Jennifer Withrow, Ed.D., Chairperson

The Department of Sociology and Social Work is made up of two related but distinct programs — social work and behavioral science.  Both are concerned with advancing social justice and human rights, and with understanding contemporary social issues, policies, and solutions.

The Social Work program prepares students to become a part of the large body of Licensed Social Work professionals nationwide. The core values of the Social Work profession, service, social justice, dignity/worth of the person, importance of human relationships, integrity, and competence are embedded in courses of this major. Social Work focuses on prevention, intervention, and advocacy at the individual, local/state, and governmental level to advance the social work principals for all people.

Behavioral science is concerned with understanding contemporary social issues, policies, and solutions.

The Department offers a major in behavioral science and a major in social work; minors in sociology, socio-psychology, gerontology, social work and addictions studies.

Behavioral Science

The Behavioral Science major aims to develop graduates who value diversity and embrace the integration of life and learning. Students learn to understand and apply the core concepts and elements of social science. Building upon existing programs in Criminology and Criminal Justice and Psychology, students are prepared with a broad foundation that emphasizes the analytical and critical thinking skills needed for a broad range of professional careers. The Behavioral Science major is highly flexible, enabling students to customize their coursework in ways that align with their individual career goals and future academic studies.

Departmental policy for all behavioral science majors: A 2.0 GPA for major and cognate courses.

Social Work

Students majoring in social work learn to appreciate the cultural and human diversity in society through classroom experience and field work. Faculty in the social work department maintain active ties to community agencies that address a variety of issues including health, aging, substance abuse, and mental health services.

The Social Work program provides preparation for entry-level professional, generalist social work practice. The baccalaureate program is designed to develop practitioners who have the knowledge, values and skills to work with a wide variety of people in a range of organizational settings. This professional program is built upon a liberal arts foundation.

The program has been accredited by the National Council on Social Work Education, 1725 Duke St., Alexandria, Virginia 22314, (703) 683-8080, since 1991. A chapter of Phi Alpha, a national social work academic honor society, was established on campus in 1996. Graduates of the program are eligible for Social Work Licensure in Ohio and other states with similar license requirements.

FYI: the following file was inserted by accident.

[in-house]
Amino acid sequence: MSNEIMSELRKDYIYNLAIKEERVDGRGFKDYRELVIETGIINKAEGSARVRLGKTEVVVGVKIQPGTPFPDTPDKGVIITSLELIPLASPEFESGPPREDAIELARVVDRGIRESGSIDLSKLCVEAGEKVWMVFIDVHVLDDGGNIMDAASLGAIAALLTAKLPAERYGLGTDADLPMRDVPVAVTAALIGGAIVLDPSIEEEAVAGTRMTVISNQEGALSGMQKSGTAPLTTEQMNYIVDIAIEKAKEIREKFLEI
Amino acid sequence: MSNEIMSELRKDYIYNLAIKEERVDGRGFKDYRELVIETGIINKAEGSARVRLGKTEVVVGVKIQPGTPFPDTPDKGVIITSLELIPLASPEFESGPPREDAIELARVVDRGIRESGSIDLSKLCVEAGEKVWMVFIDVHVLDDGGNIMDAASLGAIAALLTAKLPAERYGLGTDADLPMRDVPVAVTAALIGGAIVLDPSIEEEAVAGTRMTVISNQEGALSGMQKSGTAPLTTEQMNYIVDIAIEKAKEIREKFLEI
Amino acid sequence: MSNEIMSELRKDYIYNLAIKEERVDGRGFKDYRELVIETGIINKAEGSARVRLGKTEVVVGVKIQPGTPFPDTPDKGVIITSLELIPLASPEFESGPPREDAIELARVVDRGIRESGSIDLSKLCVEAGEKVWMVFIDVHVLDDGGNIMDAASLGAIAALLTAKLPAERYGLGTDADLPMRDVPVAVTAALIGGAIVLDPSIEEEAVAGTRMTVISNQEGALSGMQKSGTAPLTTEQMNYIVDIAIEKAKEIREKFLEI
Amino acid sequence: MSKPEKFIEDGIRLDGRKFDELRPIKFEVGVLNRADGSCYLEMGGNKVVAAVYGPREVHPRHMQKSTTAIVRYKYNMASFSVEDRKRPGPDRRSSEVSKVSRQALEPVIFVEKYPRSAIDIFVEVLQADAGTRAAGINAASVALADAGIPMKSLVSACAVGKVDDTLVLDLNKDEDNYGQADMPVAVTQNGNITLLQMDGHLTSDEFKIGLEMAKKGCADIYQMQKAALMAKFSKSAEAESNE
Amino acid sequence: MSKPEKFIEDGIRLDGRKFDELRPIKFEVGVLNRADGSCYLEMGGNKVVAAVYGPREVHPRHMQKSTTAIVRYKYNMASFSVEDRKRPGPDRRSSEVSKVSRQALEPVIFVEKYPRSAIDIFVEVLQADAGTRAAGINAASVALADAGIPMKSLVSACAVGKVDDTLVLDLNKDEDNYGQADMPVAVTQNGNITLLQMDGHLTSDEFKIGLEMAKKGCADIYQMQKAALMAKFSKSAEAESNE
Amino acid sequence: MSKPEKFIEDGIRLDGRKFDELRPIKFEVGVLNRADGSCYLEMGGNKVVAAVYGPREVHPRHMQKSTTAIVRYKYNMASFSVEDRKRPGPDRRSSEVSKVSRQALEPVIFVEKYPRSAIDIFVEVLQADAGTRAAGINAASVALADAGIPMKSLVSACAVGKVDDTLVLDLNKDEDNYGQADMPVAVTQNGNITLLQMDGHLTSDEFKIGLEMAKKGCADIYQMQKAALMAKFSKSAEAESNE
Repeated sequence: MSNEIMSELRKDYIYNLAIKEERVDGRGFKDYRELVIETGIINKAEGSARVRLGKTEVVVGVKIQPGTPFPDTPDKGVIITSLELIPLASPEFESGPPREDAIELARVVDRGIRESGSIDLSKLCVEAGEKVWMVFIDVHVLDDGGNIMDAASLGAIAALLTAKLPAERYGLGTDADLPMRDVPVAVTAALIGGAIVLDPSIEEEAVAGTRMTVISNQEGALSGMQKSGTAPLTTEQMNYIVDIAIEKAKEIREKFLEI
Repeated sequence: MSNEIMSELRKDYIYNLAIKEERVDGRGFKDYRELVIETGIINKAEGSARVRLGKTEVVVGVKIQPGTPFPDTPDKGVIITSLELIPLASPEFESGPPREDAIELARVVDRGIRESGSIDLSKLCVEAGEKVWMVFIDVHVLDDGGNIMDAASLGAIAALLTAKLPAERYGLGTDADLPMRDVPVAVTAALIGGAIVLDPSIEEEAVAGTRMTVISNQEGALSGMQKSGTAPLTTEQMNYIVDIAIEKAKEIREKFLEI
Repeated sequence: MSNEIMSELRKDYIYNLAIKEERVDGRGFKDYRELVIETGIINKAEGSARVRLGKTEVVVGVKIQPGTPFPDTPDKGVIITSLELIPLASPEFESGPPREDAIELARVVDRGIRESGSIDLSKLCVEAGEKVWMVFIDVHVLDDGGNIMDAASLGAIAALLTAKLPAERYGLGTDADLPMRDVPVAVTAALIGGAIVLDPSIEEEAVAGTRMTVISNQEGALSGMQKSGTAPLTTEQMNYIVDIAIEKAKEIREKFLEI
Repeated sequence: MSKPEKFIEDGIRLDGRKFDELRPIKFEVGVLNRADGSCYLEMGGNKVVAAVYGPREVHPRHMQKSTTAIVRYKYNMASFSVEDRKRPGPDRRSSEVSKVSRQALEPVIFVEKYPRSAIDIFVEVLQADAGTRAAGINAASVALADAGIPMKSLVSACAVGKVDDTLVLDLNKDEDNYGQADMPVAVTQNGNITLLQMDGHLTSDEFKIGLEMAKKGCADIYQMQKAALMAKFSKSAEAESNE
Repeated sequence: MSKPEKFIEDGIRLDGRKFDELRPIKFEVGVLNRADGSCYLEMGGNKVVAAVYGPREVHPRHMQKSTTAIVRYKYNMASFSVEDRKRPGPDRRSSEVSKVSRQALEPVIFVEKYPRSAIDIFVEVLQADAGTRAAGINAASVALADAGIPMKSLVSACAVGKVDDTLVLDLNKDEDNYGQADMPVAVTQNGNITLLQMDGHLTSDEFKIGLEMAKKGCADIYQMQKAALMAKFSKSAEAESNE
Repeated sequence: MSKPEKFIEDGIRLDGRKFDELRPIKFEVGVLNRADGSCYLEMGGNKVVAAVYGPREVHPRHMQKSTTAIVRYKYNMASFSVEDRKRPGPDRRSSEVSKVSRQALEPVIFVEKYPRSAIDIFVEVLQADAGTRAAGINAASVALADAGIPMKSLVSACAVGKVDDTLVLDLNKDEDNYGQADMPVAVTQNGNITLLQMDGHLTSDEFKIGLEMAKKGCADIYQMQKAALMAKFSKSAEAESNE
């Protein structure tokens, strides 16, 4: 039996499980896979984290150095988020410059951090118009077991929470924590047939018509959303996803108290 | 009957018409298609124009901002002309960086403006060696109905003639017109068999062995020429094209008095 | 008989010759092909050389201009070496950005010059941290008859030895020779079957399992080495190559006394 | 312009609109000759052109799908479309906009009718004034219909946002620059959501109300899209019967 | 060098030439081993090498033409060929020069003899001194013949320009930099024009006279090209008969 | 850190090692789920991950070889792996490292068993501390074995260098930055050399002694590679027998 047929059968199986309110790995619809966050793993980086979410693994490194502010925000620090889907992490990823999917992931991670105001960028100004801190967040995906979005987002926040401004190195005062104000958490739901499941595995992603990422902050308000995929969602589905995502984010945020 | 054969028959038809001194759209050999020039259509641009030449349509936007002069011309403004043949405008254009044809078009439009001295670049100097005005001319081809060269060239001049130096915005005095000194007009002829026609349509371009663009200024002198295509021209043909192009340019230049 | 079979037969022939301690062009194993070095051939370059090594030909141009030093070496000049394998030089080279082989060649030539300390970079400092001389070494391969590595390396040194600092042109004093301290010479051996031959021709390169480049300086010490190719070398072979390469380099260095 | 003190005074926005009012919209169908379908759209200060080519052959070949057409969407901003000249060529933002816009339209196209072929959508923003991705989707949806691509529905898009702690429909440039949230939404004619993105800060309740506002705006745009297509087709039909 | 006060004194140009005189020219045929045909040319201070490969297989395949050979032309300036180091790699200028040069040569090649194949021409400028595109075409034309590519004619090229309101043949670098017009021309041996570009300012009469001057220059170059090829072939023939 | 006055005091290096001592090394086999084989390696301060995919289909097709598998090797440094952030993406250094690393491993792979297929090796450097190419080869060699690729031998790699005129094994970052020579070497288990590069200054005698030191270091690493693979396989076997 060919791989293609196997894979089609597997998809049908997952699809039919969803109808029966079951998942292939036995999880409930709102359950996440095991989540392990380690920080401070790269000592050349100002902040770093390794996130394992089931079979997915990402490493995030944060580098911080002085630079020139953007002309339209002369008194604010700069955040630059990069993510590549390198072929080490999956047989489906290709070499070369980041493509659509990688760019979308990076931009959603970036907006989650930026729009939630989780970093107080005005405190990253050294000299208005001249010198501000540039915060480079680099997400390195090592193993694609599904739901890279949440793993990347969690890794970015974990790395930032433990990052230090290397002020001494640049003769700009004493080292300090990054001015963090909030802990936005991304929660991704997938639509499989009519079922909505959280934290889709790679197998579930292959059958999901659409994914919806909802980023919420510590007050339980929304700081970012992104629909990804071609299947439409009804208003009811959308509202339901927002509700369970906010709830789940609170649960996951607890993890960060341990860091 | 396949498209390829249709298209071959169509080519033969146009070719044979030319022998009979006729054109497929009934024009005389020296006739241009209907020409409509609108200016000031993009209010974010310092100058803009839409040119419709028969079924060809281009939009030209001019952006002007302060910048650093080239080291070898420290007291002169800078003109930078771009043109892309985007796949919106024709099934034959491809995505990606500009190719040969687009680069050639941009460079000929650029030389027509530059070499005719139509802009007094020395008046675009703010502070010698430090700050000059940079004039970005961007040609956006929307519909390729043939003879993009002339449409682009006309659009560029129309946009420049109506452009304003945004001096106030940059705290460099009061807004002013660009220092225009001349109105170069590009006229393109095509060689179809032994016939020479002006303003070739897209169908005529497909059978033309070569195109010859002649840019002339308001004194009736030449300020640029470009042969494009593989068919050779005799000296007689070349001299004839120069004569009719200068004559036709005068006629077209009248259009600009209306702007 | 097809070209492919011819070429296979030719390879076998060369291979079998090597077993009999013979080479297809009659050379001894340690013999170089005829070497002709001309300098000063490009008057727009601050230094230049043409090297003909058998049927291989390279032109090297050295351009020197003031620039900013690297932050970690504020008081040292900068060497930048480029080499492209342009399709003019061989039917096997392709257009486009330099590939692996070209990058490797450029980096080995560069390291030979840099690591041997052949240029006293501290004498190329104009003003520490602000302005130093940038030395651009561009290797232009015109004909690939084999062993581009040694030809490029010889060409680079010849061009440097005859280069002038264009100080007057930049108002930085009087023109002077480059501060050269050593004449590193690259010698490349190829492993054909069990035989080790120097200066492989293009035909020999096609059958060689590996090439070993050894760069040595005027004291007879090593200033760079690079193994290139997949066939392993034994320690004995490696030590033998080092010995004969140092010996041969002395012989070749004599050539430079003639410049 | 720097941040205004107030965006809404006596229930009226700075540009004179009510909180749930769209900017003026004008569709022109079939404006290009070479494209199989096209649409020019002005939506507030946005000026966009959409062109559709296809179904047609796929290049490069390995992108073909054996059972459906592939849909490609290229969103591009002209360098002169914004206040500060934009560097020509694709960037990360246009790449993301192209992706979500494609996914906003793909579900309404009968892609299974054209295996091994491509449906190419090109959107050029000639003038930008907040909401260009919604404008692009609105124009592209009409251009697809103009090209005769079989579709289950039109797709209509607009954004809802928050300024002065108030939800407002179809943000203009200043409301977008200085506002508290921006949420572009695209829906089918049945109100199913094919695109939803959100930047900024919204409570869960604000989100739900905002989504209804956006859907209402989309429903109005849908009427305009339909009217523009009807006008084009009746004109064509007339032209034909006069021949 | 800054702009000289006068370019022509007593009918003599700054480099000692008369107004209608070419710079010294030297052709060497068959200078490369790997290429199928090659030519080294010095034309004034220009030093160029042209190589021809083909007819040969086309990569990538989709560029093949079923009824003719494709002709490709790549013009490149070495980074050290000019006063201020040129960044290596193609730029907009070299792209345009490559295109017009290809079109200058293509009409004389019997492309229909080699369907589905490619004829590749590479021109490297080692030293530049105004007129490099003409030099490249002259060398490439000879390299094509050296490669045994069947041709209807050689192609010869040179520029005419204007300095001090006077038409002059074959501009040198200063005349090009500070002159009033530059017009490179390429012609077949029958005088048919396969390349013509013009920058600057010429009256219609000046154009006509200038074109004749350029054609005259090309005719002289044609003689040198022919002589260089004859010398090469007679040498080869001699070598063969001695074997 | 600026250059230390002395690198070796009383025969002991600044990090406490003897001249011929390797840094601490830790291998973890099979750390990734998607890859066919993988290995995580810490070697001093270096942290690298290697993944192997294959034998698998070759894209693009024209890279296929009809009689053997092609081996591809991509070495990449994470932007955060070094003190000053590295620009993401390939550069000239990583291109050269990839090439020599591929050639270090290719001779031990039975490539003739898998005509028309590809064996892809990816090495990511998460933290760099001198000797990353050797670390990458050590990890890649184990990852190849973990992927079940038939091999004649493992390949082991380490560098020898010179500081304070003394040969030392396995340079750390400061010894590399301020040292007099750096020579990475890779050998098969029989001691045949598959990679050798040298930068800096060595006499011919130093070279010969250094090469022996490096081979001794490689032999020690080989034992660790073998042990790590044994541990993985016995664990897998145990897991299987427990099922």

Social work is a challenging and exciting profession which provides the opportunity for individuals to contribute to the amelioration of social problems. Social work faculty are committed to preparing competent and dedicated generalist social work practitioners.

The curriculum includes two fieldwork courses during the senior year in which students spend sixteen hours per week in a social agency under the supervision of a professional practitioner.  Students are placed in social service agencies such as, but not limited to: mental health organizations, nursing homes, hospitals, and domestic violence/crisis settings, community service agencies, and in foster care/youth programs in the Greater Cincinnati, Northern Kentucky, Southern Indiana regions.

Acceptance into the program is based upon:

  •  the completion of the prerequisite courses plus SWK 220 with a grade of “C” or better and a minimum cumulative GPA of 2.3.
  •  the completion of 100 hours of community service through either a prior volunteer, co-op, internship, or paid position in a social/health agency within the past five years or enrollment in two Service Learning courses (explained below in italics) taken concurrently with either social work or related courses, or a combination of the two.  If the student has completed a total of 100 hours of volunteer, co-op, internship, or paid work in a social/health agency, then the student should submit a signed letter from that agency.  The letter should state the time period in which the student served the agency and the overall quality of the student’s work. The letter should be on agency letterhead.

Service Learning is a Program that is attached to your Social Work and Liberal Arts courses that enable you to earn up to three free credits. This experience will help to give evidence of your readiness to enter a professional program.  Since professional social workers must follow the NASW Code of Ethics, a person considering social work as a field must be sure that his/her own personal values are consonant with the professional value system.

  • the completion of a personal essay submitted to the program director which demonstrates potential for the social work profession. Guidelines for the personal essay admission requirement are distributed in the Introduction to Social Work course and in the “Review of Application for Admission Requirements” section of the Social Work Student Handbook.  Students should complete the essay by the end of the semester in which they are enrolled in the course.  The instructor of the introductory course and the Program Director will read the essay.